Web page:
What is there to say about; the Noisettes that has not already been said? As it turns out, there are a few things; adjectives mostly. Adjectives like "awe-inspiring", "self-indulgent", "vituperative", even "unrecalcitrant". But adjectives can only tell part of the story. To tell the whole Noisettes story, we need nouns, verbs and conjunctions. We also need our imaginations.
We need to imagine that it is sometime in the now-shadowy late eighties, that we are in Seattle, WA. Who was it that struck the chords that would be called "grunge" rock? Who was it who truly launched what was perhaps the greatest rock-and-roll phenomenon of out time? We may never know. It's better that way. For the story of "grunge" or, as today's kids know it, "noonoo googoo booboo" rock, is not the story of the Noisettes. It is, in fact, entirely irrelevant.
The Noisettes story could be said to begin in the very late sixties. For it was then that a young Thaddeus Koolhoeven, while playing with daddy's electric guitar, accidentally spilled daddy's "bong" water on himself and the instrument, short-circuiting it and hideously scarring young "Thad", emotionally as well as physically. But more importantly, a new sound was born. A noisy sound. The sound of crackling electricity and a young boy screaming. Thaddeus never forgot that sound. That sound wa to become the sound of the Noisettes. Granted, in intervening years he refined it, sweetened it and added some synthesizers and so forth.
Anyhow, Thaddeus Koolhoeven soon grew up. He found collaborateurs to help with the sounds he wanted to make. To fight. To fight the good fight. To attempt to erect a wall of noise to protect himself and the chosen few from the raw, surging tidal wave that was "grunge" rock. It was to no avail. The wall crumbled. Everybody drowned. The end.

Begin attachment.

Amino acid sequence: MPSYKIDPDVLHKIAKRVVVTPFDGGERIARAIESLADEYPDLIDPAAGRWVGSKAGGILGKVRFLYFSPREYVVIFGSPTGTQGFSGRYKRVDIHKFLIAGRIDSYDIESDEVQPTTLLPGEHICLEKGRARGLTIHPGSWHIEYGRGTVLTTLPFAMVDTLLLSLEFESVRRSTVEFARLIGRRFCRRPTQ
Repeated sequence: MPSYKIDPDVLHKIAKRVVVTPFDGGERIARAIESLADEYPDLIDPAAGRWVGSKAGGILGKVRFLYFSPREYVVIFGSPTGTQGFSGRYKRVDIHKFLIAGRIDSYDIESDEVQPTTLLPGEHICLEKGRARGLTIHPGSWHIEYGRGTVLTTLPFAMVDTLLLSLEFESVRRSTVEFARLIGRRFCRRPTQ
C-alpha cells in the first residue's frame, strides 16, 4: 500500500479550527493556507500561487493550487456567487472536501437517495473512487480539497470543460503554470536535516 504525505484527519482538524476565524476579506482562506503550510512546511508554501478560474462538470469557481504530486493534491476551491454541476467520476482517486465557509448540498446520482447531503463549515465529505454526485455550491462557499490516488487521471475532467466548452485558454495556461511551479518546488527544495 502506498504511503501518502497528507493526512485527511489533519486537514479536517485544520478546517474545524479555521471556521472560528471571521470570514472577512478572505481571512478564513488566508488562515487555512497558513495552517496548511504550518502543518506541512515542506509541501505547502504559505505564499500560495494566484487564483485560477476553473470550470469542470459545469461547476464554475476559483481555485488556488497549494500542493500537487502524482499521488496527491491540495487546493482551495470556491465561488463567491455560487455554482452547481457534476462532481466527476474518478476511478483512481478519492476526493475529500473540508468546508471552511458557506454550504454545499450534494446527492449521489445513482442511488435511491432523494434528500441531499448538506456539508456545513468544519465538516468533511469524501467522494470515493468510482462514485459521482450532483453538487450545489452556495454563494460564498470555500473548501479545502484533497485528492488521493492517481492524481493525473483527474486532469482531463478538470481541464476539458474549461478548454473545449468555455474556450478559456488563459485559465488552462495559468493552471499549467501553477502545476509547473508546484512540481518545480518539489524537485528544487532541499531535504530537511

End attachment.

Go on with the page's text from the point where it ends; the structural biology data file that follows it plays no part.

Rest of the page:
One day, while pursuing an alternative Seattle weekly, Koolhoeven read mention of the burgeoning Musique Brut scene taking shape in the California culturopolis of San Francisco. He packed up all his crap and moved down there faster than you can say "jiminy cricket" (or anything else with the same number of syllables). The day he arrived he hastily established a group and set up their first "gig" on the spot, right there in the bus station. Within a few weeks, the Noisettes became the toast of the town! From then on it was drugs and drug overdoses. And a lot of drinking to boot. Also, those smelly cuban cigars they all smoked everywhere they went.
So there you have it, in a nutshell. We can all be thankful the Noisettes have finally consented to be tape recorded. For now at least, we can hear their special brand of "music" without having to smell those "icky" cigars...